Anders Danielsen Lie – Oslo, August 31st
Hugh Jackman – Les Misérables
Liam Neeson – The Grey
Seann William Scott – Goon
Suraj Sharma – Life of Pi

If you had told me just a year ago that I would put Stiffler on a ballot for Best Actor, I might have laughed at you. Still, he knocked it out of the park in Goon, so good for him.

A Royal Affair

A Royal Affair

Best Overall Cast in a 2012 Film
Jeff, Who Lives at Home
Killer Joe
Les Misérables
On the Road
A Royal Affair

A Royal Affair earned Vikander a mention in Best Actress, but I had her two co-stars Mads Mikkelsen and Mikkel Følsgaard in Actor and Supporting Actor in my initial draft of the ballot. Les Mis got in in spite of Russell Crowe. If there’s one shining example here though, it’s Killer Joe. Everyone in that film was at the top of their game.

Gabriela Pichler

Gabriela Pichler

2012 Outstanding Achievement in Film
Joe Carnahan
Joseph Gordon-Levitt
Matthew McConaughey
Gabriela Pichler
Channing Tatum

This is a very loosely defined category. Generally, nominees tend to be actors who have been in multiple films, or writer/directors. I had three of the former, two of the latter. I did make one big omission here: Anne Hathaway. She did strong work in The Dark Knight Rises and breaks my heart over and over in Les Mis. She should definitely have been here instead of one of the male actors. Oh well.

The Grey

The Grey

Best Picture of 2012
The Dark Knight Rises
The Grey
Les Misérables
Life of Pi
The Queen of Versailles

Here’s another thing I didn’t realize until just now: this is the only category I nominated The Dark Knight Rises for. It sounds weird, but I’m fine with that. That film just worked as a whole, and was a fitting end to the trilogy. It, and the rest of the films here, represent the best of what I’ve seen from 2012 so far.

 
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Posted by on 6 February, 2013 in Lists, Misc.

 

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Monthly Report: May 2012

Compared to the previous two months, May was a bit disappointing in terms of both quality and quantity. The quality is unfortunate, but it’s due to knowingly dumb choices on my part. As for quantity, I was on my way to another movie-filled month until a certain video game called Diablo 3 derailed everything. No need to worry, though. I’ll be back in the swing of things sooner or later, with a planned Saturday viewing of Prometheus likely to get my film-watching back on track.

For now, enjoy this overview of the films I saw in May.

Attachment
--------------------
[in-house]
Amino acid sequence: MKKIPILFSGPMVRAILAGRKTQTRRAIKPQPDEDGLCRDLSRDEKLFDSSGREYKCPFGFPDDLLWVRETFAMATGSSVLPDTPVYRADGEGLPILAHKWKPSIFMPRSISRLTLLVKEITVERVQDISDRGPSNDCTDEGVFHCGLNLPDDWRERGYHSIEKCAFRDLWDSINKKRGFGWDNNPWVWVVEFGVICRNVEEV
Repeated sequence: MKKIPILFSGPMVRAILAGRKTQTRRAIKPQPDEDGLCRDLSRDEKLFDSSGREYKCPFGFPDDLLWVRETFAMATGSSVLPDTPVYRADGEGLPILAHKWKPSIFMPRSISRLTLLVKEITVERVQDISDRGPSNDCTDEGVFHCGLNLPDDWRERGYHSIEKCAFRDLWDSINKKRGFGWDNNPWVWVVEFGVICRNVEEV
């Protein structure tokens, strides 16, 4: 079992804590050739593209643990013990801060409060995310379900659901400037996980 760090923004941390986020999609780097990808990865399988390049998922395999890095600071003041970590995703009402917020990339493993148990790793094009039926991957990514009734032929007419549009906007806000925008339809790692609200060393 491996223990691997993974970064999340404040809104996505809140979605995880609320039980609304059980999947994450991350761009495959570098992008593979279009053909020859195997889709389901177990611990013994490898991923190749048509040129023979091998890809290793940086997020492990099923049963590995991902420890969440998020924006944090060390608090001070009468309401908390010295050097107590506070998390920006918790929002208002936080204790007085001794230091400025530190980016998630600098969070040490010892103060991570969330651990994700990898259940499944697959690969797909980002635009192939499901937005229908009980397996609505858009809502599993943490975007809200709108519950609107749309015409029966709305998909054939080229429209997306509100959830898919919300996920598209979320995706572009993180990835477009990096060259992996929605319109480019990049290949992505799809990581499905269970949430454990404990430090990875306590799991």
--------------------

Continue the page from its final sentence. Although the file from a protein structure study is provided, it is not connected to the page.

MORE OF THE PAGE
The Incredible Hulk (Louis Leterrier, 2008)
I wish I had gotten to see this one before seeing The Avengers, because it’s hard to be all that impressed with the action here after seeing what Hulk does in that other movie. To be fair though, The Incredible Hulk puts in a good effort action-wise, as the stakes are carefully ramped up throughout the film. The climactic battle is satisfying. More problematic is the story, however. Bruce Banner is an interesting character, arguably moreso than the other Avengers, and Edward Norton is quite okay in the part. Unfortunately, Norton’s Banner disappears when CGI Hulk jumps into the fray, and the disconnect is there. The lack of strong supporting characters also hurts the narrative aspects of the film. Still, this remains a decent movie. The tale of an unwilling and tortured soul of a superhero is compelling, and the action is solid. The Incredible Hulk ranks somewhere in the middle when comparing the pre-Avengers films.
3/5

Frantic (Roman Polanski, 1988)
Well-crafted thriller in which Harrison Ford – at the top of his acting game – tries to find his wife (Betty Buckley), who has gone missing on their vacation in Paris. The first half or so is particularly good. The Pace is methodical, everything is uncertain and tense, and there’s a realistic tone to everything. Unfortunately, the film eventually boils down to something we’re more familiar with from regular Hollywood thrillers, and the atmosphere weakens a bit – something not helped by a few unnecessarily humorous touches. Still, Ford himself performs admirably from start to finish, and the end result is a positive one even if it doesn’t quite measure up to the Polanski thrillers of earlier days.
3/5

The Straight Story (David Lynch, 1999)
There were scenes and moments in this road movie that I found quite beautiful, but they can’t make up for the dullness that surrounds them. The mood of the film never quite seized me, despite a stunningly wonderful performance by Richard Farnsworth. I could see myself growing to like this movie with time, but for now, it’ll have to settle for lower marks.
2/5

Puncture (Adam & Mark Kassen, 2011)
The problem with basing a story on real events is that you need to stick somewhat close to reality. Puncture features an interesting tale of lawyers trying to work against a health care conspiracy, one I found myself quite engrossed in. However, the lead character (a very good Chris Evans) is a junkie, and this aspect eats up too much of the screentime for my liking. It feels like an unwelcome distraction. Still, you couldn’t really make the movie without touching upon it, I suppose. This one could have been even better than it was had it chosen a different way to tackle parts of its subject matter. Enjoyable nonetheless.
3/5

You Don’t Know Jack (Barry Levinson, 2010)
Al Pacino shows that he’s still capable of great performances in this biopic on Dr. Kevorkian and his struggle to legalize euthanasia. Unfortunately, the rest of the film can’t match him. As important as the issue is, it doesn’t make for a very interesting story. Pacing is also an issue as there are slow stretches where the plot doesn’t go anywhere.
2/5

American Pie Presents: The Book of Love (John Putch, 2009)
There’s a scene in this movie where an old ugly hooker is performing oral sex on a guy and uses her dentures to nibble his nipples. That actually made me snicker for a split-second. It’s the comedic highlight of this movie, the rest of which is absolute horse manure. No, wait, that’s not fair. Horse manure at least has useful fertilizing properties. This movie is worthless.
1/5